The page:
enterprise risk management

The following is Part I of a six-part series of blog postings regarding whether a captive insurance subsidiary or one owned by the owners or affiliates of a company may represent an effective risk management tool that also provides economic benefits.  Although there are various types of captive insurance, this posting and the five to follow will focus primarily on single parent/pure captives and how they might provide economic benefits for you or your food and agribusiness company.

Effective enterprise risk management (ERM) is an essential component of any successful business that in almost all circumstances imposes costs and expenses and represents a drag on a company’s profits.  Wouldn’t owners of such businesses and their managements be interested in learning about a risk management tool that provides insurance but may also result in the potential for increased earnings as well as tax savings and benefits?  Captive insurance might be that tool for your company.

PART I: INTRODUCTION AND BACKGROUND

Although enterprise risk management has many definitions, it is generally recognized as “the process of planning, organizing, leading, and controlling the activities of an organization in order to minimize the effects of risk on an organization’s capital and earnings.”  A well-run company recognizes that operating profitably necessarily involves taking risks.  It views the implementation and operation of effective ERM tools as a cost of doing business so that the company may take the necessary business risks to operate profitably while avoiding or minimizing the potential for far greater losses.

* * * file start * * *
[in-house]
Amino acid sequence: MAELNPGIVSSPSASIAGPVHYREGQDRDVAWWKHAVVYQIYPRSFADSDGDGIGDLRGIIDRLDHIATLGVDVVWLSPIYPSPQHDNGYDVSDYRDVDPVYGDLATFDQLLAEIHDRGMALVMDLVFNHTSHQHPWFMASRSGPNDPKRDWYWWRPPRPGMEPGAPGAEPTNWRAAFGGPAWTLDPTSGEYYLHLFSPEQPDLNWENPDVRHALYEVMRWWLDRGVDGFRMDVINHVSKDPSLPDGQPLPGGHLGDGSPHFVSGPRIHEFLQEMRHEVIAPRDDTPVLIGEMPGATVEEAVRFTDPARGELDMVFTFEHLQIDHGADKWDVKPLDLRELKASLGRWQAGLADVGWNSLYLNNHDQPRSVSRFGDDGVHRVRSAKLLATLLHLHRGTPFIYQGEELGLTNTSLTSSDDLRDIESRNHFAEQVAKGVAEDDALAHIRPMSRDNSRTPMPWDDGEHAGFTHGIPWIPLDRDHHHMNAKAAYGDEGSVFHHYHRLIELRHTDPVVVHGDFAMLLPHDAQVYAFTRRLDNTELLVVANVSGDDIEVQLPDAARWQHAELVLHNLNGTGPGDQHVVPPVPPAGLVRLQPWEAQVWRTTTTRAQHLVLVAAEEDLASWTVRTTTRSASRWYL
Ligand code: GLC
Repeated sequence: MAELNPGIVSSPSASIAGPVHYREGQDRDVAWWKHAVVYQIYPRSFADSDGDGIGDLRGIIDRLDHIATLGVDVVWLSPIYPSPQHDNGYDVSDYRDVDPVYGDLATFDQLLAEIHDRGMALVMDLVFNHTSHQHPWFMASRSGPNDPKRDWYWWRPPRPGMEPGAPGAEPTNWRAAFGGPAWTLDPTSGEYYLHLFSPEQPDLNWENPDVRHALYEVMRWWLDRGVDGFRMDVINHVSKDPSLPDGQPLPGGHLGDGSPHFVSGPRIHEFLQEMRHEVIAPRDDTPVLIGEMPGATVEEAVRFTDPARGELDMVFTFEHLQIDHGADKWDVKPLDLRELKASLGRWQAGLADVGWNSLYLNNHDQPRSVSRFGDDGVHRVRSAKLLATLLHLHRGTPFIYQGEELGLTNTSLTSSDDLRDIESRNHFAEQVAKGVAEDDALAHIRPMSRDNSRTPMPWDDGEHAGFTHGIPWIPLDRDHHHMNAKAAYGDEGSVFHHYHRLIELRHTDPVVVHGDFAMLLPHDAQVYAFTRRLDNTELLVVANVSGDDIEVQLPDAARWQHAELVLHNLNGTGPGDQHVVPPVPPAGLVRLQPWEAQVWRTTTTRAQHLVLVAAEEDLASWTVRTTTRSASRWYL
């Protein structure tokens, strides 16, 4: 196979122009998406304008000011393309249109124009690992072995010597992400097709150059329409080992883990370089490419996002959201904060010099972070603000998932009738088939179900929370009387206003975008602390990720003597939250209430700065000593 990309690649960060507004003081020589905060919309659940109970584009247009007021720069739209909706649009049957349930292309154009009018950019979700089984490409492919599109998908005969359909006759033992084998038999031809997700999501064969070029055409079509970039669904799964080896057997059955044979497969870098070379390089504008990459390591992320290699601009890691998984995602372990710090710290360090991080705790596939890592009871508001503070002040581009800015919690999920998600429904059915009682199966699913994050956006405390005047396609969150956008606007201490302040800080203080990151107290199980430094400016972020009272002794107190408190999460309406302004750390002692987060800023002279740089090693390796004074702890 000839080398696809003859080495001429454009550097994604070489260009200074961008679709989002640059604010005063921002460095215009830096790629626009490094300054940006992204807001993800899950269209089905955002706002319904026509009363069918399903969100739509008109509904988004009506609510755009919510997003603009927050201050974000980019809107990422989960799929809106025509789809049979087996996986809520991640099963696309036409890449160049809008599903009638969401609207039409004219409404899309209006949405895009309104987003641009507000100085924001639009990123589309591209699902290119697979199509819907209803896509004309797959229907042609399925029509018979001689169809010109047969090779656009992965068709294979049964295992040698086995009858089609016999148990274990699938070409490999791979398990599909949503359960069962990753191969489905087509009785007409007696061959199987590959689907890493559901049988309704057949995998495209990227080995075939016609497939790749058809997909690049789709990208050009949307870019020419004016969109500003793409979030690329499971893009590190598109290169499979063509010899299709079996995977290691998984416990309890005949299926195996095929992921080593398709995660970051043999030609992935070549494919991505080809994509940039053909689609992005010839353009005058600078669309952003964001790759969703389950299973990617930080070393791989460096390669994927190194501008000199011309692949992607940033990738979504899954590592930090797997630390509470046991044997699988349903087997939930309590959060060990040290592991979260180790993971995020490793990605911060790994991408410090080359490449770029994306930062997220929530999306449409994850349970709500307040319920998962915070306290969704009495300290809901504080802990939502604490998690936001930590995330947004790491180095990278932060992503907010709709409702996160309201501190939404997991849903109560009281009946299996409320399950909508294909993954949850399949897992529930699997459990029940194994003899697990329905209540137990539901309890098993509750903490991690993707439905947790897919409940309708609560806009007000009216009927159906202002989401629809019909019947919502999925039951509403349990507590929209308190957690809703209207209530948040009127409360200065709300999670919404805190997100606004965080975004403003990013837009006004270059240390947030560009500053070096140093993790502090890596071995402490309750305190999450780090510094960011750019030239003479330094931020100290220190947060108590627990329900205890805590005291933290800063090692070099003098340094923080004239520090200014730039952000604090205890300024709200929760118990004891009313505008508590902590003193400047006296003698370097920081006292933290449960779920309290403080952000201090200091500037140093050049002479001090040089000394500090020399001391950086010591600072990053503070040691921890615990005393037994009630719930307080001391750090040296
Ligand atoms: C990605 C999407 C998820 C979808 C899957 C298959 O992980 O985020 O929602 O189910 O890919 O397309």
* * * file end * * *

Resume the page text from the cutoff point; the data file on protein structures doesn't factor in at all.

Some companies choose to self-insure all or a portion of their liability risk.  In its simplest form, self-insurance is actually no insurance.  The company that self-insures simply covers its own losses or the liability it incurs for damages out of its own pocket from its profits or retained earnings.  Such losses can adversely impact the self-insured company’s profits and in the case of a catastrophic loss or liability can drive the self-insured company into bankruptcy and liquidation.

Most companies purchase insurance against a wide range of potential losses.  Insurance coverage provided to a company by a commercial third party insurer is an ERM tool.  However, as many readers will have experienced, depending on the types of coverages sought, such insurance may be expensive.  The policies may have sizeable deductibles or significant exclusions.  The premium costs may become even more significant if the company never makes a significant claim as thousands or even hundreds of thousands of dollars are spent by the company that could otherwise have been used to pay dividends, make capital expenditures or acquisitions or for other corporate purposes.  Further, given the industry in which the company operates or the particular risks it faces, commercial insurance may even be unavailable or management may become concerned that commercial insurers will eliminate such coverages in the future.

Other issues related to total reliance on third party insurance include:

  • Commercial insurance providers often rely on industry loss statistics in setting rates rather than focusing on the loss experience of the individual company whose loss experience may be well below the industry average due to the company’s safety and other loss reduction programs;
  • The constraints on a company to work with its insurer to fashion insurance policies and risk coverages with terms and conditions tailored to the company’s particular risk profile; and
  • Inefficiencies and issues in processing claims through a third party insurer.


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